• Training is necessary, painful, and stretches you beyond your limits. But it also builds strength and character. The difficult things you face in life are the training ground God uses shape you into the person He wants you to be. (1 Corinthians 9:24–29)
  • Put on your game face. Attitude can make or break you. Like the renowned catcher Yogi Bera said, “Ninety percent of the game is half-mental.” So it is in life—what you think, what goes through your mind day after day, hour after hour, minute after minute—can be the determining factor in winning or losing, in overcoming or succumbing.  (Romans 12:2; Philippians 4:8–9)
  • You can do a lot on two outs. “The game isn’t over until it’s over” (Yogi Bera). Or in the words of the late Winston Churchill: “Never give in—never, never, never, never, in nothing great or small, large or petty, never give in except to convictions of honour and good sense.” And in the words of St. Paul: “I have fought the good fight, I have finished the race, I have kept the faith” (2 Timothy 4:7).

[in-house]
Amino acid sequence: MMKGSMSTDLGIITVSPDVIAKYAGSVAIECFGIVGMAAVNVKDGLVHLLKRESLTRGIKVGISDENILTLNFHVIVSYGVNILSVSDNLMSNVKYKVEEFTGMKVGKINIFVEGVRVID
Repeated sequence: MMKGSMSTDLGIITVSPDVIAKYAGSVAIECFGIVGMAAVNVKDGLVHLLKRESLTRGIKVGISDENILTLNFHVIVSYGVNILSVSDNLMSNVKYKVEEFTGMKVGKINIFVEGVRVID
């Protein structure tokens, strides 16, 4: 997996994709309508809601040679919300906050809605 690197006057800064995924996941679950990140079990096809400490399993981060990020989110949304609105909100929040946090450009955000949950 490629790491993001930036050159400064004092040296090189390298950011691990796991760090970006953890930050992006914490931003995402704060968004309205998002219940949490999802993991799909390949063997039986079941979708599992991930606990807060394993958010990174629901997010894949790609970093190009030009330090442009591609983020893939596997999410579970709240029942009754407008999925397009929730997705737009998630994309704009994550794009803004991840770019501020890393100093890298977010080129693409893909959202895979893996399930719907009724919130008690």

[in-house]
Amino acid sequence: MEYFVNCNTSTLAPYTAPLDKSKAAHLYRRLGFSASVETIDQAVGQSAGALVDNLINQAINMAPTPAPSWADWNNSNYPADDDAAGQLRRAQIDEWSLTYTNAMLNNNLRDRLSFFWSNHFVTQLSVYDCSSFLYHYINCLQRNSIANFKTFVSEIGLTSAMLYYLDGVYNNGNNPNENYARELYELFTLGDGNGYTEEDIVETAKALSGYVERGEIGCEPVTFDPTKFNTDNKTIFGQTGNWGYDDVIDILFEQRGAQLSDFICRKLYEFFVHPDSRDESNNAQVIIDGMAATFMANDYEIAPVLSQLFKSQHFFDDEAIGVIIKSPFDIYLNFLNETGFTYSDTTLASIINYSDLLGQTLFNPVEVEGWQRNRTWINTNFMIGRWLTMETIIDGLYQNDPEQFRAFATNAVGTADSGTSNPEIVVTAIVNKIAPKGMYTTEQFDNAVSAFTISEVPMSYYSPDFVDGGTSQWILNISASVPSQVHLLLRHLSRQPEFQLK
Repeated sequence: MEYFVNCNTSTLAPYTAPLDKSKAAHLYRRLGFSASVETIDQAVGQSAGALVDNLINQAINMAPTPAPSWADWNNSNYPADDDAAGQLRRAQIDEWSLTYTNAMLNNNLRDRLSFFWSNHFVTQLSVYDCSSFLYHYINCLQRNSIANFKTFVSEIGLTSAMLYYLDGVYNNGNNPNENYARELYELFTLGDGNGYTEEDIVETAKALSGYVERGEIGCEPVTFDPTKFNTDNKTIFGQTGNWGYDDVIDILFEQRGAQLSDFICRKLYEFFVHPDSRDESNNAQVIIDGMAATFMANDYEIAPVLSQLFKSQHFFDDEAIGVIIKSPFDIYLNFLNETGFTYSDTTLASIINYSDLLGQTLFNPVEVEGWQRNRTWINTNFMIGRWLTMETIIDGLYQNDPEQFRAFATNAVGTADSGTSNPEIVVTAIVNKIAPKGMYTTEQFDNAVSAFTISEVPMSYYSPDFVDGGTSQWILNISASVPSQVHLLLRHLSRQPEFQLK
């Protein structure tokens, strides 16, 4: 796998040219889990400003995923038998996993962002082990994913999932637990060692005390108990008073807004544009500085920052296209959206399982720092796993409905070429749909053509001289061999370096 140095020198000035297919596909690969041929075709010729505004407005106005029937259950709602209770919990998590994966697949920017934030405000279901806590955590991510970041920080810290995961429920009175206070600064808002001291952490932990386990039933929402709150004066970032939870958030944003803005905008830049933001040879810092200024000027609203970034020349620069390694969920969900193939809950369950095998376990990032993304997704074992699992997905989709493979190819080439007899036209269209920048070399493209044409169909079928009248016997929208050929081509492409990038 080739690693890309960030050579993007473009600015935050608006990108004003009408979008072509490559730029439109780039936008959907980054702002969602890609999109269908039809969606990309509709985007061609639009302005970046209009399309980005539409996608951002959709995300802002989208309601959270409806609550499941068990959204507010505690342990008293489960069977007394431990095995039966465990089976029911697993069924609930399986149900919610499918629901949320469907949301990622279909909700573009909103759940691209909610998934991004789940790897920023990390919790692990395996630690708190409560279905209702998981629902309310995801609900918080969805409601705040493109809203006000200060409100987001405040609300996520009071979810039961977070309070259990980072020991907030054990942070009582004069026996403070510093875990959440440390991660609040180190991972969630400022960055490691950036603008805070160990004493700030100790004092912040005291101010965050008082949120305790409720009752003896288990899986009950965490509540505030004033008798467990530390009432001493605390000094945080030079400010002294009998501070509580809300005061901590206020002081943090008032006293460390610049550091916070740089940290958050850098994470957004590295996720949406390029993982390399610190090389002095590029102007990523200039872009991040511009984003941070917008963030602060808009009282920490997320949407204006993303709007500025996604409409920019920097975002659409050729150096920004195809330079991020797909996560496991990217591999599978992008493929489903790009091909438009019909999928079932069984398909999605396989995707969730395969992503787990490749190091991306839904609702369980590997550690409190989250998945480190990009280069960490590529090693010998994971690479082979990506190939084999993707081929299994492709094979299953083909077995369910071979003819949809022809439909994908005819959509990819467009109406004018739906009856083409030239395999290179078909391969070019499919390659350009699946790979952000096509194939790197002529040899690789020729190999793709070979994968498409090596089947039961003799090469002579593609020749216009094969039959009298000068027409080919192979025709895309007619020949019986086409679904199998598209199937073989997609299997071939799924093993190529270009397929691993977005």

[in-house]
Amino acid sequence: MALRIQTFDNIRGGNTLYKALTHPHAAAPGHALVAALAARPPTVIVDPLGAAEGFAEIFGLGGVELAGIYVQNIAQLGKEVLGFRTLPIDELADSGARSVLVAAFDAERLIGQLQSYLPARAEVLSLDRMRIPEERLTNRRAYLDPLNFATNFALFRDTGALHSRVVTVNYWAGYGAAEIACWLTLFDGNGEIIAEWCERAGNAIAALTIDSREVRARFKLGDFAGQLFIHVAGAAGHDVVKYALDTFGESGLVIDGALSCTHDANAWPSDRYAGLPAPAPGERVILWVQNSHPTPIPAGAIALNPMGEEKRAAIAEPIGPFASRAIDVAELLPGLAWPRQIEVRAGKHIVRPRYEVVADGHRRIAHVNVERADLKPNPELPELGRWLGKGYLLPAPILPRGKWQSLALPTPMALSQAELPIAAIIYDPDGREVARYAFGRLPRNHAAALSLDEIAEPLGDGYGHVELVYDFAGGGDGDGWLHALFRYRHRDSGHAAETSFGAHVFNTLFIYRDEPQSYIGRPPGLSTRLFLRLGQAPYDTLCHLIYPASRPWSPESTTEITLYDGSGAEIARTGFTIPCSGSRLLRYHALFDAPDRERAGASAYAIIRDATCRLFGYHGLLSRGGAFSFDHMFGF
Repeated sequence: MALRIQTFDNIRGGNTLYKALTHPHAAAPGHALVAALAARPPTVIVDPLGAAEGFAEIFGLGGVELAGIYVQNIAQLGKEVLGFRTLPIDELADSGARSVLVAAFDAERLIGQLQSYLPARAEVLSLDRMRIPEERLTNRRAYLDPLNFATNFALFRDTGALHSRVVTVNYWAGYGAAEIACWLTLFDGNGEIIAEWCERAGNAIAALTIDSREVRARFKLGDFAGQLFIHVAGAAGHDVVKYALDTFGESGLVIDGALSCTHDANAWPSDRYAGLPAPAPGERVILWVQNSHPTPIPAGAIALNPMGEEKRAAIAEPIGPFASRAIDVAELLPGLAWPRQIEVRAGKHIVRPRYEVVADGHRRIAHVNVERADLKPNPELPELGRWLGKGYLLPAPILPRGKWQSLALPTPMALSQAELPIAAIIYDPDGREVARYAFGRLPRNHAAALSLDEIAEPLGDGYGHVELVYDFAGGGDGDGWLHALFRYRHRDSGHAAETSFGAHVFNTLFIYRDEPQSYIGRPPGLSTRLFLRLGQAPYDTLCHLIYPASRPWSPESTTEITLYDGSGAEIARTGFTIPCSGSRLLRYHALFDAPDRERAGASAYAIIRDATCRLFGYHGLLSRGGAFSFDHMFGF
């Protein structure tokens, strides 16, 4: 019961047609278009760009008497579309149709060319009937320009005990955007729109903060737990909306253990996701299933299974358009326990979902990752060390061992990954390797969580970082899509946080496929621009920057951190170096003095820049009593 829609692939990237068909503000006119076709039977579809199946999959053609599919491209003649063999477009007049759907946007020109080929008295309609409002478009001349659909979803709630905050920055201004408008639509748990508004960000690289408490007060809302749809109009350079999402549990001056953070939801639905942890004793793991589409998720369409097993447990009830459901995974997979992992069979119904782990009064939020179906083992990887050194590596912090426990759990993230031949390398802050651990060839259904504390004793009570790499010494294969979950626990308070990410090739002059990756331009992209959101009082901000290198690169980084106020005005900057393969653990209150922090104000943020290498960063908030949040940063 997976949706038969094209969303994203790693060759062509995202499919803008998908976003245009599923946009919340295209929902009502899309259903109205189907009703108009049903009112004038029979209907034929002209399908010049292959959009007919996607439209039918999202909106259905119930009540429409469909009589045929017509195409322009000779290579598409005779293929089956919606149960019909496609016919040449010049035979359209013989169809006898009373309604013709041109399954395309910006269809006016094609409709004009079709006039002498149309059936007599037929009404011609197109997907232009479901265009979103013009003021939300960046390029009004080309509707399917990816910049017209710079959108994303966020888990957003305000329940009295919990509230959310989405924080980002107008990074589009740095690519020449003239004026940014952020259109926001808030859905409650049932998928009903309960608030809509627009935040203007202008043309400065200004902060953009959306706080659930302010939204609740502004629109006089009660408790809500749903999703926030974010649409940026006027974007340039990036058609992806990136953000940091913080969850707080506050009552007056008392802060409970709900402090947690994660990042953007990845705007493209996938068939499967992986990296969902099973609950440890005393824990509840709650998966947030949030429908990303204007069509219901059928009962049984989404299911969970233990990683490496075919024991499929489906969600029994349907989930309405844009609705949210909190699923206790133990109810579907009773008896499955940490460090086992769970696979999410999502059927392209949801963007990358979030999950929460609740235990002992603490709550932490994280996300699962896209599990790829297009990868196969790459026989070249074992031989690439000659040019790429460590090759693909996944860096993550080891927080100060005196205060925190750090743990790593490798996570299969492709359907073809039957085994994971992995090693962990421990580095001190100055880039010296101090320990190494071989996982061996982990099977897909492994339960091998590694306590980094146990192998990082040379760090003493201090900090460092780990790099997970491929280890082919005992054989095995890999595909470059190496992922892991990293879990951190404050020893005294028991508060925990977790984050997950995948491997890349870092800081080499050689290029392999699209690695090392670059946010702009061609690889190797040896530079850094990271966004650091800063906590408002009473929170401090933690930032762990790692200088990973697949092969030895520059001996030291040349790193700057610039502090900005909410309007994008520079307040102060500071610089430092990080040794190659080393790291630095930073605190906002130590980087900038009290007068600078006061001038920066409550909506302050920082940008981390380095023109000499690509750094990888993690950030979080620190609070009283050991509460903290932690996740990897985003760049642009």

Help me, Lord, be to wise enough to heed Your guidelines. Amen.

Read and reflect on Proverbs 2:1–11.

From God, Me, & a Cup of Tea: 101 devotional readings to savor during your time with God, © 2017 Michele Huey. All rights reserved. Used with permission. Image courtesy of Pixabay.

Where Choices Lead

 

If you need wisdom, ask our generous God, and he will give it to you. –James 1:5 NLT

When I met my husband at the end of January in 1973, I fell in love with those twinkling blue eyes and everything about him. A week later I knew he was the one.

But in March fear set in. I was still feeling the effects of a broken engagement six months earlier. My shattered heart hadn’t had enough time to mend.

“This is happening too fast,” I told him one Friday evening after our date. Then I slipped out of his car and out of his life.

For the next two days, an emotional wrestling match waged war in my heart. What if I was passing up the love of a lifetime? Deep down I knew someone like him might never come along again. But this was my chance to play the field. I was young, free, and independent.

Saturday evening I stayed home. Alone. Miserable.

We had a signal in those days before cell phones. If the living room light was on and the window shade was up, I wasn’t home. If the light was on and the shade down, I was.